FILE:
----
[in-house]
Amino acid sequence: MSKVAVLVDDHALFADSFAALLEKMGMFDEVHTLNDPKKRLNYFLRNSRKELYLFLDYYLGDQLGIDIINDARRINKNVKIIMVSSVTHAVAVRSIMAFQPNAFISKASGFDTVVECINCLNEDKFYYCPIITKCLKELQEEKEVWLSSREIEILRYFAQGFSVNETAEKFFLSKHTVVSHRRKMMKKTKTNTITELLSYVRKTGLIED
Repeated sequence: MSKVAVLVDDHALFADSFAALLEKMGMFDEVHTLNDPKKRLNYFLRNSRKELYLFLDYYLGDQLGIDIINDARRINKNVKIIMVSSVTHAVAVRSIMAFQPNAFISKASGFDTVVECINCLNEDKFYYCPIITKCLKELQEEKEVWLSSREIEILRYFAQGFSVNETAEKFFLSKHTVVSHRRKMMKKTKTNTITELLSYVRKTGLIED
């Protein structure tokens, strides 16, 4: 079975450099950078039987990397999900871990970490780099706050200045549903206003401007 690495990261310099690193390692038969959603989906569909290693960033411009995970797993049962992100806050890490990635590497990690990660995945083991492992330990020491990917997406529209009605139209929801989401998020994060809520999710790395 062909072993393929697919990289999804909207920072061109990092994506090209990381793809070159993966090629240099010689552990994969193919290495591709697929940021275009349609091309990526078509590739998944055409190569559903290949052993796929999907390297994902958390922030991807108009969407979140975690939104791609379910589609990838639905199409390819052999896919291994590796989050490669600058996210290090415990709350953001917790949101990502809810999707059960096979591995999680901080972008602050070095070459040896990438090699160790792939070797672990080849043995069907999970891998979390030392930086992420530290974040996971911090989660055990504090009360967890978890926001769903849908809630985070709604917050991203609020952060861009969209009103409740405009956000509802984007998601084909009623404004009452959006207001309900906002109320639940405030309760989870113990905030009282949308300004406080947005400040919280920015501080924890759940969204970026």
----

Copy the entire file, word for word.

[in-house]
Amino acid sequence: MSKVAVLVDDHALFADSFAALLEKMGMFDEVHTLNDPKKRLNYFLRNSRKELYLFLDYYLGDQLGIDIINDARRINKNVKIIMVSSVTHAVAVRSIMAFQPNAFISKASGFDTVVECINCLNEDKFYYCPIITKCLKELQEEKEVWLSSREIEILRYFAQGFSVNETAEKFFLSKHTVVSHRRKMMKKTKTNTITELLSYVRKTGLIED
Repeated sequence: MSKVAVLVDDHALFADSFAALLEKMGMFDEVHTLNDPKKRLNYFLRNSRKELYLFLDYYLGDQLGIDIINDARRINKNVKIIMVSSVTHAVAVRSIMAFQPNAFISKASGFDTVVECINCLNEDKFYYCPIITKCLKELQEEKEVWLSSREIEILRYFAQGFSVNETAEKFFLSKHTVVSHRRKMMKKTKTNTITELLSYVRKTGLIED
């Protein structure tokens, strides 16, 4: 079975450099950078039987990397999900871990970490780099706050200045549903206003401007 690495990261310099690193390692038969959603989906569909290693960033411009995970797993049962992100806050890490990635590497990690990660995945083991492992330990020491990917997406529209009605139209929801989401998020994060809520999710790395 062909072993393929697919990289999804909207920072061109990092994506090209990381793809070159993966090629240099010689552990994969193919290495591709697929940021275009349609091309990526078509590739998944055409190569559903290949052993796929999907390297994902958390922030991807108009969407979140975690939104791609379910589609990838639905199409390819052999896919291994590796989050490669600058996210290090415990709350953001917790949101990502809810999707059960096979591995999680901080972008602050070095070459040896990438090699160790792939070797672990080849043995069907999970891998979390030392930086992420530290974040996971911090989660055990504090009360967890978890926001769903849908809630985070709604917050991203609020952060861009969209009103409740405009956000509802984007998601084909009623404004009452959006207001309900906002109320639940405030309760989870113990905030009282949308300004406080947005400040919280920015501080924890759940969204970026």